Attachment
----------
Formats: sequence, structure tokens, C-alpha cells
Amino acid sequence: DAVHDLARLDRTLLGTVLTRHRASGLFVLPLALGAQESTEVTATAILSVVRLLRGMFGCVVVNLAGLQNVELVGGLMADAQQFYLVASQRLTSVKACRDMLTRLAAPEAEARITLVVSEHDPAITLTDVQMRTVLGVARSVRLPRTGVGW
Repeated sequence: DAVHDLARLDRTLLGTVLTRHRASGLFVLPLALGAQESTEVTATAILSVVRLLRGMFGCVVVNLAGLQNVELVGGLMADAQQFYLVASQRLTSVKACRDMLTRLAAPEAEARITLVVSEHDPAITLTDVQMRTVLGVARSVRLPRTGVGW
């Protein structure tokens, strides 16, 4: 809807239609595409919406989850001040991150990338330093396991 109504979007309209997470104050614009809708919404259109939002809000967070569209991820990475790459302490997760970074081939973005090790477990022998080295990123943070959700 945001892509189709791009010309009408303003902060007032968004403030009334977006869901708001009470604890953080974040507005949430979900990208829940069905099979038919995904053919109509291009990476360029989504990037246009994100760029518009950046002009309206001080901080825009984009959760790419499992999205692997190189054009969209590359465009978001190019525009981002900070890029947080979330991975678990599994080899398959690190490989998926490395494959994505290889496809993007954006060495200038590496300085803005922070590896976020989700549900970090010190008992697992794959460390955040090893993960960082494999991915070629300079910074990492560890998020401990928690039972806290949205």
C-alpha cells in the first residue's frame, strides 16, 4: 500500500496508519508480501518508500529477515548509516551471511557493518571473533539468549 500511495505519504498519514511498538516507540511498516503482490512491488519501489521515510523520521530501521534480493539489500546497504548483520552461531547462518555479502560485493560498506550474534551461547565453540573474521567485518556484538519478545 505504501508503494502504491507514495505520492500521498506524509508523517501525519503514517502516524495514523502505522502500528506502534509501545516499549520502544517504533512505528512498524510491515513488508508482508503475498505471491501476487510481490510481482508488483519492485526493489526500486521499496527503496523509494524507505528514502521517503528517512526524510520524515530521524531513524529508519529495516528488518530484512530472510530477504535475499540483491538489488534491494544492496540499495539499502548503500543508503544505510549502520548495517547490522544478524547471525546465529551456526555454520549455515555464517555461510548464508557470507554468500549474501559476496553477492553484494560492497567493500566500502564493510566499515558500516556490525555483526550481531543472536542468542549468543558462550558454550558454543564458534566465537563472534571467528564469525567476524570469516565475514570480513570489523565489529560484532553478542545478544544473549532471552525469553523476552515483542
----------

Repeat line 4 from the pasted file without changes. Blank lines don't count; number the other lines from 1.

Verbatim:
């Protein structure tokens, strides 16, 4: 809807239609595409919406989850001040991150990338330093396991 109504979007309209997470104050614009809708919404259109939002809000967070569209991820990475790459302490997760970074081939973005090790477990022998080295990123943070959700 945001892509189709791009010309009408303003902060007032968004403030009334977006869901708001009470604890953080974040507005949430979900990208829940069905099979038919995904053919109509291009990476360029989504990037246009994100760029518009950046002009309206001080901080825009984009959760790419499992999205692997190189054009969209590359465009978001190019525009981002900070890029947080979330991975678990599994080899398959690190490989998926490395494959994505290889496809993007954006060495200038590496300085803005922070590896976020989700549900970090010190008992697992794959460390955040090893993960960082494999991915070629300079910074990492560890998020401990928690039972806290949205």